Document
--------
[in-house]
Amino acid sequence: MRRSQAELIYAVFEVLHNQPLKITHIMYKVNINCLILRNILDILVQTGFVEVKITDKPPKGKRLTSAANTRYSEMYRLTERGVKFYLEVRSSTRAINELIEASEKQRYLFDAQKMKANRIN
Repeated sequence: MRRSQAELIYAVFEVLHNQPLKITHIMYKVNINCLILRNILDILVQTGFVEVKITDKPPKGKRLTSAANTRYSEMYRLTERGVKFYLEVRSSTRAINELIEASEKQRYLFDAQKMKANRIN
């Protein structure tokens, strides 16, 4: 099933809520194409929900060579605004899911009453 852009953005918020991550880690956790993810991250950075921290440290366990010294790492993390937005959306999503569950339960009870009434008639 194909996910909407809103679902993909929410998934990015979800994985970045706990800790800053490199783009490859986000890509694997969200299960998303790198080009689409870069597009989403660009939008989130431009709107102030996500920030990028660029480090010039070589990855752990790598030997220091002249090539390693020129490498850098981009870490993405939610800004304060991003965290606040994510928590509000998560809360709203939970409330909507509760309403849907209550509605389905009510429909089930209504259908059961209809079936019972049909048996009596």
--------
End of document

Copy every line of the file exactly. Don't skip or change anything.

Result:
[in-house]
Amino acid sequence: MRRSQAELIYAVFEVLHNQPLKITHIMYKVNINCLILRNILDILVQTGFVEVKITDKPPKGKRLTSAANTRYSEMYRLTERGVKFYLEVRSSTRAINELIEASEKQRYLFDAQKMKANRIN
Repeated sequence: MRRSQAELIYAVFEVLHNQPLKITHIMYKVNINCLILRNILDILVQTGFVEVKITDKPPKGKRLTSAANTRYSEMYRLTERGVKFYLEVRSSTRAINELIEASEKQRYLFDAQKMKANRIN
């Protein structure tokens, strides 16, 4: 099933809520194409929900060579605004899911009453 852009953005918020991550880690956790993810991250950075921290440290366990010294790492993390937005959306999503569950339960009870009434008639 194909996910909407809103679902993909929410998934990015979800994985970045706990800790800053490199783009490859986000890509694997969200299960998303790198080009689409870069597009989403660009939008989130431009709107102030996500920030990028660029480090010039070589990855752990790598030997220091002249090539390693020129490498850098981009870490993405939610800004304060991003965290606040994510928590509000998560809360709203939970409330909507509760309403849907209550509605389905009510429909089930209504259908059961209809079936019972049909048996009596």